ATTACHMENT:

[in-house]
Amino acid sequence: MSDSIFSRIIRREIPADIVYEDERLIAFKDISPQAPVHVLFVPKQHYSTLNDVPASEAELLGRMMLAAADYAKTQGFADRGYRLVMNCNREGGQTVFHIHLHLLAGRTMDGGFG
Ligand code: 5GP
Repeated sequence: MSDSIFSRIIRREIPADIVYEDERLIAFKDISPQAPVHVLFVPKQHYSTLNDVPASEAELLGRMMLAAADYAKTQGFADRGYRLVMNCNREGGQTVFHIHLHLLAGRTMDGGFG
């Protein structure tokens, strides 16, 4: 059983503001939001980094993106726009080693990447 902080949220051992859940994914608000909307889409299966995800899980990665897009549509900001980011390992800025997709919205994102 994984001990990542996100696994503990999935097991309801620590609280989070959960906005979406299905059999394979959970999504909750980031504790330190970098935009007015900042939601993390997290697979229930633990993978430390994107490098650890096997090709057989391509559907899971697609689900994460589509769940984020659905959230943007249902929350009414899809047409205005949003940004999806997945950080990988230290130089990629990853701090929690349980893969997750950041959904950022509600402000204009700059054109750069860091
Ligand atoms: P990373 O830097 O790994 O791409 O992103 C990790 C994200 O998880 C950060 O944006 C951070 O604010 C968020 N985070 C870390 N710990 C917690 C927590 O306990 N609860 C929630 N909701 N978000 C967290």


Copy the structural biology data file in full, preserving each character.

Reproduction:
[in-house]
Amino acid sequence: MSDSIFSRIIRREIPADIVYEDERLIAFKDISPQAPVHVLFVPKQHYSTLNDVPASEAELLGRMMLAAADYAKTQGFADRGYRLVMNCNREGGQTVFHIHLHLLAGRTMDGGFG
Ligand code: 5GP
Repeated sequence: MSDSIFSRIIRREIPADIVYEDERLIAFKDISPQAPVHVLFVPKQHYSTLNDVPASEAELLGRMMLAAADYAKTQGFADRGYRLVMNCNREGGQTVFHIHLHLLAGRTMDGGFG
């Protein structure tokens, strides 16, 4: 059983503001939001980094993106726009080693990447 902080949220051992859940994914608000909307889409299966995800899980990665897009549509900001980011390992800025997709919205994102 994984001990990542996100696994503990999935097991309801620590609280989070959960906005979406299905059999394979959970999504909750980031504790330190970098935009007015900042939601993390997290697979229930633990993978430390994107490098650890096997090709057989391509559907899971697609689900994460589509769940984020659905959230943007249902929350009414899809047409205005949003940004999806997945950080990988230290130089990629990853701090929690349980893969997750950041959904950022509600402000204009700059054109750069860091
Ligand atoms: P990373 O830097 O790994 O791409 O992103 C990790 C994200 O998880 C950060 O944006 C951070 O604010 C968020 N985070 C870390 N710990 C917690 C927590 O306990 N609860 C929630 N909701 N978000 C967290």